WASHINGTON (Reuters)—U.S. President Joe Biden will veto congressional efforts to overturn his policy to waive solar tariffs on four Southeast Asian nations for two years, White House officials told Reuters on Monday.
In June, Biden waived tariffs on solar panels from Cambodia, Malaysia, Thailand and Vietnam in an effort to create a "bridge" while U.S. manufacturing ramped up.
Last week a U.S. House of Representatives committee voted in favor of restoring the tariffs on the solar panels from the four countries, reversing Biden's suspension. That legislation is expected to come up for a full vote in the House.
The White House argues that Biden's policy has worked and points to an increase in domestic solar production since Biden came into office.
"This legislation would sabotage U.S. energy security. It would undermine our momentum in creating a massive new domestic industry. It would sideline workers who are fired up to build these projects and operate them across the country," Ali Zaidi, Biden's national climate adviser, told Reuters.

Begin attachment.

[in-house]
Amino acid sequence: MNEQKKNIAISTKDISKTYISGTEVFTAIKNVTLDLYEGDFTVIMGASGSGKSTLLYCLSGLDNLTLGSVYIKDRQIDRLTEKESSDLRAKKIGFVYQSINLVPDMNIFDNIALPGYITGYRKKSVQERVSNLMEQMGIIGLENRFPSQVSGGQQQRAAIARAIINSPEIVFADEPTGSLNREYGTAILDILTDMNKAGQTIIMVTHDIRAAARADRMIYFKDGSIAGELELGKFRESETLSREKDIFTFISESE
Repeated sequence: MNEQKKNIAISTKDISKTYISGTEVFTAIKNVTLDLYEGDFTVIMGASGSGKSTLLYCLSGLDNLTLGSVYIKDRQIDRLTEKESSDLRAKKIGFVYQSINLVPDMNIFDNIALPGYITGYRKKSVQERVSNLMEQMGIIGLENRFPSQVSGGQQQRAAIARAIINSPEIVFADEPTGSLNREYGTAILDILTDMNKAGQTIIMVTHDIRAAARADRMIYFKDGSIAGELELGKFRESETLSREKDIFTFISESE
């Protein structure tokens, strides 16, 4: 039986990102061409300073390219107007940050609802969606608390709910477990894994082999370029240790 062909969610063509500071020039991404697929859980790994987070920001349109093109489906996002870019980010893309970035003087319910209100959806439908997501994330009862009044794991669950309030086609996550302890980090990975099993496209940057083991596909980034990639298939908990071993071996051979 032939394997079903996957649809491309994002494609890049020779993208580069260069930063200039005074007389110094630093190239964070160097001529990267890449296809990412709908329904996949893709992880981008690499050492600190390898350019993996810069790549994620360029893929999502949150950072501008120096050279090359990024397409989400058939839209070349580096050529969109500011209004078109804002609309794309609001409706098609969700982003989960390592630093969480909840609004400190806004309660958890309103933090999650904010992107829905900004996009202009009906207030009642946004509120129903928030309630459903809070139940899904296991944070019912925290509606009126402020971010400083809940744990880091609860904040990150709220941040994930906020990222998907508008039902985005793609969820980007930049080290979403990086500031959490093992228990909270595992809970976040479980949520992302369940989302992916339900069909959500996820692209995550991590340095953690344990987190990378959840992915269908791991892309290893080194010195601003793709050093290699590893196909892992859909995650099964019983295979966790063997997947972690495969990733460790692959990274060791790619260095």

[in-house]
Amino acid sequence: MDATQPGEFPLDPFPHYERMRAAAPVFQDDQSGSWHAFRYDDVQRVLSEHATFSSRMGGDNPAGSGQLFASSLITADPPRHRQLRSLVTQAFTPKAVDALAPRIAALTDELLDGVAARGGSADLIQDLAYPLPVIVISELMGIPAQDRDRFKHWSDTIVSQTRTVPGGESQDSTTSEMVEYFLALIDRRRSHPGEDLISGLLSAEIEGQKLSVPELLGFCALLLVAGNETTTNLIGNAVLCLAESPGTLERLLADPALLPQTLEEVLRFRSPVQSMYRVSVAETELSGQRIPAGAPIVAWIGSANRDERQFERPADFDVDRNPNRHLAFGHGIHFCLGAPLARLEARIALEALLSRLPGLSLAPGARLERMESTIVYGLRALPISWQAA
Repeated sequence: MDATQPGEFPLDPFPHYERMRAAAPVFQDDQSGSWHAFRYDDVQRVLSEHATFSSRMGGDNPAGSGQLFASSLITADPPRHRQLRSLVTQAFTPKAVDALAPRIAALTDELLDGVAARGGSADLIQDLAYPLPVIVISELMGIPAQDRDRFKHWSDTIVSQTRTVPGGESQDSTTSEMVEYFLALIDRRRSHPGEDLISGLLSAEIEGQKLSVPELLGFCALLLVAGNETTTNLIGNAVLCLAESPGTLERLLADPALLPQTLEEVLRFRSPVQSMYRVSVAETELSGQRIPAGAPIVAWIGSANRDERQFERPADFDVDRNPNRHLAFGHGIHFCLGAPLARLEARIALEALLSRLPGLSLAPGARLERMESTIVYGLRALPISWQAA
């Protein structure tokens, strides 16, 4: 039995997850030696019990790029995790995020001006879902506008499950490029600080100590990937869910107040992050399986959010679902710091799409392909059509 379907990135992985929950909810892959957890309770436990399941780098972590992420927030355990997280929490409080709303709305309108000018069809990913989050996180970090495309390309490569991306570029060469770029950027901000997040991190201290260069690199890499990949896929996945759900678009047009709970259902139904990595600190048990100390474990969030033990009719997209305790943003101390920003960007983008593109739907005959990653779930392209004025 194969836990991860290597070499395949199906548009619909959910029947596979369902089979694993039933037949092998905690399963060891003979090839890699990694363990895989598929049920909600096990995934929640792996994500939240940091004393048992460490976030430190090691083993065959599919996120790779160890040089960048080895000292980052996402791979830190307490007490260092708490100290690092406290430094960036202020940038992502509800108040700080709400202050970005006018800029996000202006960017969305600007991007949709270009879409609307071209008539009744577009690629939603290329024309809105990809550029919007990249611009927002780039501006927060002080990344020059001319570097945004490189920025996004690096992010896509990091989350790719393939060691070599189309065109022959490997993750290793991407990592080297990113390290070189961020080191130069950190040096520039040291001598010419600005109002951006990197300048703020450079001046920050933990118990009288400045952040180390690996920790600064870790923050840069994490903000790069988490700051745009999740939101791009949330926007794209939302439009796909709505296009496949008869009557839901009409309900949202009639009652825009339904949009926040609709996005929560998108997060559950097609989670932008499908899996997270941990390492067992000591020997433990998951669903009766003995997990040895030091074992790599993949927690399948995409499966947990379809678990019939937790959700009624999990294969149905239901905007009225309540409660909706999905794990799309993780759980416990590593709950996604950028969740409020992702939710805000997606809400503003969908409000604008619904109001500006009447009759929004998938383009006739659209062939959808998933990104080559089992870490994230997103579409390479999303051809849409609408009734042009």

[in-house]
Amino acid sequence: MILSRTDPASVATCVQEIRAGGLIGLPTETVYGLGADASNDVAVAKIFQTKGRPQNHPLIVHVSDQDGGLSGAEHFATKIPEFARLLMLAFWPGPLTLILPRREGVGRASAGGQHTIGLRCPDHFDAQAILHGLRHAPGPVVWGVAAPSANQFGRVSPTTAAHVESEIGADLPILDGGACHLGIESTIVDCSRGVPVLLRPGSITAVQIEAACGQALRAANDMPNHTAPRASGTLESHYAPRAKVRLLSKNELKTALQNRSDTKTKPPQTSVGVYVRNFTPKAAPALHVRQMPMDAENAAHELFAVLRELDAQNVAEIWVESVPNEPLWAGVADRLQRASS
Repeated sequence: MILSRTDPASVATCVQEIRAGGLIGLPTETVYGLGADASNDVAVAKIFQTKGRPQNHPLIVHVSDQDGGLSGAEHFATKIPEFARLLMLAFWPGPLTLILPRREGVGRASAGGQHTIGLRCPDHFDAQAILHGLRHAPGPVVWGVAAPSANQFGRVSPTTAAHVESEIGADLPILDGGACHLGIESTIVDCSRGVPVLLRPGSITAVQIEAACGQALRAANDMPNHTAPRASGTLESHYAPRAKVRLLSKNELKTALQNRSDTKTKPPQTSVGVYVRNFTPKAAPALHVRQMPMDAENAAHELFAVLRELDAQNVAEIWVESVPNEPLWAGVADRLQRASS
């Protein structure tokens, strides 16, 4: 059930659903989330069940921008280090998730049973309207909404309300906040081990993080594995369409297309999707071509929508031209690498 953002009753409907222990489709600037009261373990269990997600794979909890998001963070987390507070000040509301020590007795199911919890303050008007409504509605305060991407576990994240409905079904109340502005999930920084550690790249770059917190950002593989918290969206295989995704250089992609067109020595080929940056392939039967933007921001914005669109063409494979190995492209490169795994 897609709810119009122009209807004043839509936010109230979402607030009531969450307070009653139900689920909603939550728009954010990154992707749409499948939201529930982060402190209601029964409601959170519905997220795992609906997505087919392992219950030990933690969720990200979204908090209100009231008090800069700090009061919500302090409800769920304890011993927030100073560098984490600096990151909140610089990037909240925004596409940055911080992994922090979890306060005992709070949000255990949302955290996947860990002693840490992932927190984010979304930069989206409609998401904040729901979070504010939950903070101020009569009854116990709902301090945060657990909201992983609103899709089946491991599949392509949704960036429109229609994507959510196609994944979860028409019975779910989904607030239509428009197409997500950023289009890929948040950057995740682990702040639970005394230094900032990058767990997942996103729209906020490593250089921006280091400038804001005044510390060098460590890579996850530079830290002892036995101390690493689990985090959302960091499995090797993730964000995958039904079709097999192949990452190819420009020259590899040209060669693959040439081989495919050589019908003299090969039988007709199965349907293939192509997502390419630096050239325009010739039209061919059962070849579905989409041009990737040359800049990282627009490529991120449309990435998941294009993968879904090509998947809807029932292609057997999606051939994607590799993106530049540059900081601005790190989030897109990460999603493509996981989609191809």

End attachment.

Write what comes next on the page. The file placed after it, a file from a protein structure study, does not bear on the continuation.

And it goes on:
"It's not about slowing things down. It's about fundamentally undermining our progress towards increased energy security and having the tools we need to attack the climate crisis," he said.
The United States is on track to increase domestic solar panel manufacturing capacity 8-fold by the end of 2024, another official said.
Biden does not plan to issue an extension on the tariff waivers after the 2-year period has concluded because domestic manufacturing has taken off.
"Given the strong trends in the domestic solar industry, the President does not intend to extend the tariff suspension at the conclusion of the 24-month period in June 2024," the White House said in a "Statement of Administration Policy" obtained by Reuters before its official release.
"If Congress were to pass this joint resolution, the President would veto it," it said.
(Reporting by Jeff Mason; Editing by Chizu Nomiyama and Nick Zieminski)